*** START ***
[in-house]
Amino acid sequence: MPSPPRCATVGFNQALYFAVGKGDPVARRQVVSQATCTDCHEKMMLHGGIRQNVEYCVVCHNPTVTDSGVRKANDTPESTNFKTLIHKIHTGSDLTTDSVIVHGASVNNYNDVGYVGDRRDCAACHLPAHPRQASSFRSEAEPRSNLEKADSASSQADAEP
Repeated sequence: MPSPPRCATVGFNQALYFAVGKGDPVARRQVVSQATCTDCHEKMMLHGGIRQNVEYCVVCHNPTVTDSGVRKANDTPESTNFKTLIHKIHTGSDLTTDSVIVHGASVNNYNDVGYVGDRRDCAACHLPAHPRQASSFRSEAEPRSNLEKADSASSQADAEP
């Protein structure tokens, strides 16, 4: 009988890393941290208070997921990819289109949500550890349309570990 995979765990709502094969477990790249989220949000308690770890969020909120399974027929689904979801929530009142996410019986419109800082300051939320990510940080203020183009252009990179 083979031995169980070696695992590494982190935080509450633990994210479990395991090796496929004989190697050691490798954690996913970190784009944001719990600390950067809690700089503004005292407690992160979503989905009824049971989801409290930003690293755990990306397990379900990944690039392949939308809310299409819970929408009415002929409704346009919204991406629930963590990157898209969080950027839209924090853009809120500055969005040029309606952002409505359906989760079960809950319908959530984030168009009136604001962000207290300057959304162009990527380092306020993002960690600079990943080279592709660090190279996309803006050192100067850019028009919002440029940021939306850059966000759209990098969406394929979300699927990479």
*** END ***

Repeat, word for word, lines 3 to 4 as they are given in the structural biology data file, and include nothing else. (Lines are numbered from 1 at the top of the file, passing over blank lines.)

Repeated sequence: MPSPPRCATVGFNQALYFAVGKGDPVARRQVVSQATCTDCHEKMMLHGGIRQNVEYCVVCHNPTVTDSGVRKANDTPESTNFKTLIHKIHTGSDLTTDSVIVHGASVNNYNDVGYVGDRRDCAACHLPAHPRQASSFRSEAEPRSNLEKADSASSQADAEP
């Protein structure tokens, strides 16, 4: 009988890393941290208070997921990819289109949500550890349309570990 995979765990709502094969477990790249989220949000308690770890969020909120399974027929689904979801929530009142996410019986419109800082300051939320990510940080203020183009252009990179 083979031995169980070696695992590494982190935080509450633990994210479990395991090796496929004989190697050691490798954690996913970190784009944001719990600390950067809690700089503004005292407690992160979503989905009824049971989801409290930003690293755990990306397990379900990944690039392949939308809310299409819970929408009415002929409704346009919204991406629930963590990157898209969080950027839209924090853009809120500055969005040029309606952002409505359906989760079960809950319908959530984030168009009136604001962000207290300057959304162009990527380092306020993002960690600079990943080279592709660090190279996309803006050192100067850019028009919002440029940021939306850059966000759209990098969406394929979300699927990479």